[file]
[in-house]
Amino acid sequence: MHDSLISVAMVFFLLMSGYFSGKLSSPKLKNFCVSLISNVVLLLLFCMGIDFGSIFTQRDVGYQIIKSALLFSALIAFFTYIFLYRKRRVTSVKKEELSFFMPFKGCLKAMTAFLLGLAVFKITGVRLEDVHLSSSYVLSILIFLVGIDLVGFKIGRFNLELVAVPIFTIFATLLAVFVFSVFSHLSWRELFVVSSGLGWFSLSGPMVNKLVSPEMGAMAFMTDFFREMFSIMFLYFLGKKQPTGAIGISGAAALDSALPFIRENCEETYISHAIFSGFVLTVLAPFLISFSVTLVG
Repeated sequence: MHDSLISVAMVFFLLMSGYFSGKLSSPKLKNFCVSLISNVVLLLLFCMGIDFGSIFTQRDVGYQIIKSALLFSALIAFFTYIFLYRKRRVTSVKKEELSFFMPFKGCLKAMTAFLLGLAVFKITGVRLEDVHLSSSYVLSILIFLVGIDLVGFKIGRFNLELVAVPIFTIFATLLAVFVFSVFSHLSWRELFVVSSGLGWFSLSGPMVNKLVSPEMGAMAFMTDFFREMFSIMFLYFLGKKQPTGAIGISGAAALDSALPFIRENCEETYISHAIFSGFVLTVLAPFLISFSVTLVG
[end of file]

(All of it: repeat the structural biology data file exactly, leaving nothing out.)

[in-house]
Amino acid sequence: MHDSLISVAMVFFLLMSGYFSGKLSSPKLKNFCVSLISNVVLLLLFCMGIDFGSIFTQRDVGYQIIKSALLFSALIAFFTYIFLYRKRRVTSVKKEELSFFMPFKGCLKAMTAFLLGLAVFKITGVRLEDVHLSSSYVLSILIFLVGIDLVGFKIGRFNLELVAVPIFTIFATLLAVFVFSVFSHLSWRELFVVSSGLGWFSLSGPMVNKLVSPEMGAMAFMTDFFREMFSIMFLYFLGKKQPTGAIGISGAAALDSALPFIRENCEETYISHAIFSGFVLTVLAPFLISFSVTLVG
Repeated sequence: MHDSLISVAMVFFLLMSGYFSGKLSSPKLKNFCVSLISNVVLLLLFCMGIDFGSIFTQRDVGYQIIKSALLFSALIAFFTYIFLYRKRRVTSVKKEELSFFMPFKGCLKAMTAFLLGLAVFKITGVRLEDVHLSSSYVLSILIFLVGIDLVGFKIGRFNLELVAVPIFTIFATLLAVFVFSVFSHLSWRELFVVSSGLGWFSLSGPMVNKLVSPEMGAMAFMTDFFREMFSIMFLYFLGKKQPTGAIGISGAAALDSALPFIRENCEETYISHAIFSGFVLTVLAPFLISFSVTLVG